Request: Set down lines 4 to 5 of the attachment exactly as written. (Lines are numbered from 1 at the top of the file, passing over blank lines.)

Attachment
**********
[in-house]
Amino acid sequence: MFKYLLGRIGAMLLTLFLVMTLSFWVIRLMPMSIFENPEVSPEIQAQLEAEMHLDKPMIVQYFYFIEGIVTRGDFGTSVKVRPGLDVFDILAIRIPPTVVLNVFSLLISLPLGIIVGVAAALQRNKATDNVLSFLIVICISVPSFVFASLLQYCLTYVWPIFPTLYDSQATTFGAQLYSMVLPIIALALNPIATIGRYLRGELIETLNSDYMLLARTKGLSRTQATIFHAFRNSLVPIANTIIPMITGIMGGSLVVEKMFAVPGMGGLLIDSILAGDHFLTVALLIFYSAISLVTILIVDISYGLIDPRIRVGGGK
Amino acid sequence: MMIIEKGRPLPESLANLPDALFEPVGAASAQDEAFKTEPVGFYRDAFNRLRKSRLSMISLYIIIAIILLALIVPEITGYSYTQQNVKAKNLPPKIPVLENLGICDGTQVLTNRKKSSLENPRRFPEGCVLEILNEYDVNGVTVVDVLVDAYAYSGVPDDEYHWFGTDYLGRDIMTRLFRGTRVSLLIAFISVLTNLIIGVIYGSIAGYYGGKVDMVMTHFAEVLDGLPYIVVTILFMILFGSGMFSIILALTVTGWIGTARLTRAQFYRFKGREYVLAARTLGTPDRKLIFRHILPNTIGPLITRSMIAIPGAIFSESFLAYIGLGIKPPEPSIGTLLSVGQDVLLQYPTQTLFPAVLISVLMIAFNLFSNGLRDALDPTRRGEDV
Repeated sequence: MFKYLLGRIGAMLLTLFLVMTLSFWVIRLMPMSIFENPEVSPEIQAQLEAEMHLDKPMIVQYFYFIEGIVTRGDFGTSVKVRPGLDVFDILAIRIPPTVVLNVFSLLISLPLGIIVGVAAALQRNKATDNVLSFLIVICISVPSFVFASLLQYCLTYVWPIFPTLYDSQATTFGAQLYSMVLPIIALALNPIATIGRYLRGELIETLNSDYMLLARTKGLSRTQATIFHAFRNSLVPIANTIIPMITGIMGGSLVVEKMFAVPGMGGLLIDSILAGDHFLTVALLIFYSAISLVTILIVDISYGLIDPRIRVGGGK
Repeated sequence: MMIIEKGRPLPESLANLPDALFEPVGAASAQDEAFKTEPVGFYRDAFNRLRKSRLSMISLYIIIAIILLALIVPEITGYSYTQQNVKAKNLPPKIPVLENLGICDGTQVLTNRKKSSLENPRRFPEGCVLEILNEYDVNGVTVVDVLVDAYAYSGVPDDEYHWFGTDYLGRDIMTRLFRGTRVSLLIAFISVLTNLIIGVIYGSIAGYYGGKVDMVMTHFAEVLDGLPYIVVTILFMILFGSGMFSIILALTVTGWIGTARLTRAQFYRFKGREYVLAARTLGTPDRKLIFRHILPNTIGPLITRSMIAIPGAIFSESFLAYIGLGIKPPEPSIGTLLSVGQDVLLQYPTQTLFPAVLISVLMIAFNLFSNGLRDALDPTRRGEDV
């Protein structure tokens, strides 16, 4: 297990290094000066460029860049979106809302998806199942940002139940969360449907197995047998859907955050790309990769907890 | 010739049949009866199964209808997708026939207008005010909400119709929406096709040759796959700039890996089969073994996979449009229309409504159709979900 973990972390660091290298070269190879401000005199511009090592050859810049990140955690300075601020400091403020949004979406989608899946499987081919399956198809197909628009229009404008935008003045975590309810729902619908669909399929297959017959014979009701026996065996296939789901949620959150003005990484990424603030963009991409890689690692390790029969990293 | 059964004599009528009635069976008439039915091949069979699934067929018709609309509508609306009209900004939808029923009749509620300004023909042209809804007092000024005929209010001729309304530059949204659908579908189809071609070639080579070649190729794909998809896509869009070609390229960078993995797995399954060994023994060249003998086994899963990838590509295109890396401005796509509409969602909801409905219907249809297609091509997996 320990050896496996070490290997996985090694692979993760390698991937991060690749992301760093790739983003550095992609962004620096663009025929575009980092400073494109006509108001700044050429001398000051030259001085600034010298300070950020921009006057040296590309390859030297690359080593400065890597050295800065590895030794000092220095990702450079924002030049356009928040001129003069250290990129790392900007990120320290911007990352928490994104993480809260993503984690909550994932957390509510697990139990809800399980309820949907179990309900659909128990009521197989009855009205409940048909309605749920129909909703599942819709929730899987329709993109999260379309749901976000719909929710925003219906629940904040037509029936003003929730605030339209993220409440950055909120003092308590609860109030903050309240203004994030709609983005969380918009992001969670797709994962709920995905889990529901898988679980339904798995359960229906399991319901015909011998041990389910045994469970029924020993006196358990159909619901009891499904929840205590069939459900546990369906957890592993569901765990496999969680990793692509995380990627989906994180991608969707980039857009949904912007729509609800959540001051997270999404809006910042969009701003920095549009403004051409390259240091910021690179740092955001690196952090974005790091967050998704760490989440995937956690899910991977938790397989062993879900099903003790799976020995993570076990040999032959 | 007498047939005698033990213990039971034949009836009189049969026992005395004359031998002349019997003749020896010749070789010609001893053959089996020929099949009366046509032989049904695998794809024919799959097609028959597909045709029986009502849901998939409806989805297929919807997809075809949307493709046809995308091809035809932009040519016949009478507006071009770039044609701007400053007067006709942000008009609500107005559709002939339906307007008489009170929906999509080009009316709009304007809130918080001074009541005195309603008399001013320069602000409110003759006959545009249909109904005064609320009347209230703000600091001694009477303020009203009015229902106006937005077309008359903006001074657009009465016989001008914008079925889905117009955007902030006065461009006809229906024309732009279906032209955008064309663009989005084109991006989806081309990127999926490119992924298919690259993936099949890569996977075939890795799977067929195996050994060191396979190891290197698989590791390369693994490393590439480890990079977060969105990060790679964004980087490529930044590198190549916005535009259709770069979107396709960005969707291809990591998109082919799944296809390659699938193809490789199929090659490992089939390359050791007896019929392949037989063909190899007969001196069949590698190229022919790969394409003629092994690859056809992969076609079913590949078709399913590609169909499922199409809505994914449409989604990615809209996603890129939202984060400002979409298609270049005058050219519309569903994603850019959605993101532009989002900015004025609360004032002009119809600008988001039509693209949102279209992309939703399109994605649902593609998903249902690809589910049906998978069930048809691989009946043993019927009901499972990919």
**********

Repeated sequence: MFKYLLGRIGAMLLTLFLVMTLSFWVIRLMPMSIFENPEVSPEIQAQLEAEMHLDKPMIVQYFYFIEGIVTRGDFGTSVKVRPGLDVFDILAIRIPPTVVLNVFSLLISLPLGIIVGVAAALQRNKATDNVLSFLIVICISVPSFVFASLLQYCLTYVWPIFPTLYDSQATTFGAQLYSMVLPIIALALNPIATIGRYLRGELIETLNSDYMLLARTKGLSRTQATIFHAFRNSLVPIANTIIPMITGIMGGSLVVEKMFAVPGMGGLLIDSILAGDHFLTVALLIFYSAISLVTILIVDISYGLIDPRIRVGGGK
Repeated sequence: MMIIEKGRPLPESLANLPDALFEPVGAASAQDEAFKTEPVGFYRDAFNRLRKSRLSMISLYIIIAIILLALIVPEITGYSYTQQNVKAKNLPPKIPVLENLGICDGTQVLTNRKKSSLENPRRFPEGCVLEILNEYDVNGVTVVDVLVDAYAYSGVPDDEYHWFGTDYLGRDIMTRLFRGTRVSLLIAFISVLTNLIIGVIYGSIAGYYGGKVDMVMTHFAEVLDGLPYIVVTILFMILFGSGMFSIILALTVTGWIGTARLTRAQFYRFKGREYVLAARTLGTPDRKLIFRHILPNTIGPLITRSMIAIPGAIFSESFLAYIGLGIKPPEPSIGTLLSVGQDVLLQYPTQTLFPAVLISVLMIAFNLFSNGLRDALDPTRRGEDV